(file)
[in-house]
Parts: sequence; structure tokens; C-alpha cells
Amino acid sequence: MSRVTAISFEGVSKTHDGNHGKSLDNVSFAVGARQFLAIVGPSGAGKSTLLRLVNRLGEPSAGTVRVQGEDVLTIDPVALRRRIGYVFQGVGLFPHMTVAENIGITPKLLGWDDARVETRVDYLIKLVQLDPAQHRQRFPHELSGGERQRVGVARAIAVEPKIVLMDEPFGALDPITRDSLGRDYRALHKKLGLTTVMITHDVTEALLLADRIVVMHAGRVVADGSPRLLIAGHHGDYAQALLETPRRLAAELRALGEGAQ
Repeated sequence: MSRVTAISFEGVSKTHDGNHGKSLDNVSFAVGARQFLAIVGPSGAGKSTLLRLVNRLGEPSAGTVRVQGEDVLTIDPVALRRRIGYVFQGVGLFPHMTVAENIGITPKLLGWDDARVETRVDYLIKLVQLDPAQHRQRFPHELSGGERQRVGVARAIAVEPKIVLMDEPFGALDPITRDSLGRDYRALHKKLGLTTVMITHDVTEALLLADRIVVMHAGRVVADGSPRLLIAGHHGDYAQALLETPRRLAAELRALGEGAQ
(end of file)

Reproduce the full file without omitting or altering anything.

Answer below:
[in-house]
Parts: sequence; structure tokens; C-alpha cells
Amino acid sequence: MSRVTAISFEGVSKTHDGNHGKSLDNVSFAVGARQFLAIVGPSGAGKSTLLRLVNRLGEPSAGTVRVQGEDVLTIDPVALRRRIGYVFQGVGLFPHMTVAENIGITPKLLGWDDARVETRVDYLIKLVQLDPAQHRQRFPHELSGGERQRVGVARAIAVEPKIVLMDEPFGALDPITRDSLGRDYRALHKKLGLTTVMITHDVTEALLLADRIVVMHAGRVVADGSPRLLIAGHHGDYAQALLETPRRLAAELRALGEGAQ
Repeated sequence: MSRVTAISFEGVSKTHDGNHGKSLDNVSFAVGARQFLAIVGPSGAGKSTLLRLVNRLGEPSAGTVRVQGEDVLTIDPVALRRRIGYVFQGVGLFPHMTVAENIGITPKLLGWDDARVETRVDYLIKLVQLDPAQHRQRFPHELSGGERQRVGVARAIAVEPKIVLMDEPFGALDPITRDSLGRDYRALHKKLGLTTVMITHDVTEALLLADRIVVMHAGRVVADGSPRLLIAGHHGDYAQALLETPRRLAAELRALGEGAQ